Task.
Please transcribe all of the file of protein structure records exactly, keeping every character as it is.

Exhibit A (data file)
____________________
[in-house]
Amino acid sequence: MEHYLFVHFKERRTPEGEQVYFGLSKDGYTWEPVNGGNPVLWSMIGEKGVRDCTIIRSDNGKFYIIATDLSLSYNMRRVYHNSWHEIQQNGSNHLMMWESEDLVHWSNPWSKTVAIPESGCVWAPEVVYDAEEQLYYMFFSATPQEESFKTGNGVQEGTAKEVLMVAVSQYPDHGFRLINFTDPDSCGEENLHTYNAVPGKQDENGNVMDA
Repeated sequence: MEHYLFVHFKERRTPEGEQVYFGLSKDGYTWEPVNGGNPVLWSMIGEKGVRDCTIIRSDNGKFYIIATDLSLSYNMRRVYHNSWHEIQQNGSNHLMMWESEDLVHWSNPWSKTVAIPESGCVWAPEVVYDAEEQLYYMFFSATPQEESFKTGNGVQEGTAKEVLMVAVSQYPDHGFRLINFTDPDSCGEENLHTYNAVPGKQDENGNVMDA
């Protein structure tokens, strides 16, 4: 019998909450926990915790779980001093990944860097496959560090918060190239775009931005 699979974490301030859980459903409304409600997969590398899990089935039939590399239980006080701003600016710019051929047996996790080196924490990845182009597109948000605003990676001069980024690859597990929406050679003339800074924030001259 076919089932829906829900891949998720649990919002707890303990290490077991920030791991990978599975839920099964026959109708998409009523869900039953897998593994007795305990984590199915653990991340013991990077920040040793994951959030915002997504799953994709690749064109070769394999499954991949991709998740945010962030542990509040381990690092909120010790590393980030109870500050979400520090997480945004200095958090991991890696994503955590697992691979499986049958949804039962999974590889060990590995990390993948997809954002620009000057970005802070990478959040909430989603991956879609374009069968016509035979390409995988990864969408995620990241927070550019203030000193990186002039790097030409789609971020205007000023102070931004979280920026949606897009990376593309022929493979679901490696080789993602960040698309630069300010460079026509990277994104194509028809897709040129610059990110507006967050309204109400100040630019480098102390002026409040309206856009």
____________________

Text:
[in-house]
Amino acid sequence: MEHYLFVHFKERRTPEGEQVYFGLSKDGYTWEPVNGGNPVLWSMIGEKGVRDCTIIRSDNGKFYIIATDLSLSYNMRRVYHNSWHEIQQNGSNHLMMWESEDLVHWSNPWSKTVAIPESGCVWAPEVVYDAEEQLYYMFFSATPQEESFKTGNGVQEGTAKEVLMVAVSQYPDHGFRLINFTDPDSCGEENLHTYNAVPGKQDENGNVMDA
Repeated sequence: MEHYLFVHFKERRTPEGEQVYFGLSKDGYTWEPVNGGNPVLWSMIGEKGVRDCTIIRSDNGKFYIIATDLSLSYNMRRVYHNSWHEIQQNGSNHLMMWESEDLVHWSNPWSKTVAIPESGCVWAPEVVYDAEEQLYYMFFSATPQEESFKTGNGVQEGTAKEVLMVAVSQYPDHGFRLINFTDPDSCGEENLHTYNAVPGKQDENGNVMDA
């Protein structure tokens, strides 16, 4: 019998909450926990915790779980001093990944860097496959560090918060190239775009931005 699979974490301030859980459903409304409600997969590398899990089935039939590399239980006080701003600016710019051929047996996790080196924490990845182009597109948000605003990676001069980024690859597990929406050679003339800074924030001259 076919089932829906829900891949998720649990919002707890303990290490077991920030791991990978599975839920099964026959109708998409009523869900039953897998593994007795305990984590199915653990991340013991990077920040040793994951959030915002997504799953994709690749064109070769394999499954991949991709998740945010962030542990509040381990690092909120010790590393980030109870500050979400520090997480945004200095958090991991890696994503955590697992691979499986049958949804039962999974590889060990590995990390993948997809954002620009000057970005802070990478959040909430989603991956879609374009069968016509035979390409995988990864969408995620990241927070550019203030000193990186002039790097030409789609971020205007000023102070931004979280920026949606897009990376593309022929493979679901490696080789993602960040698309630069300010460079026509990277994104194509028809897709040129610059990110507006967050309204109400100040630019480098102390002026409040309206856009």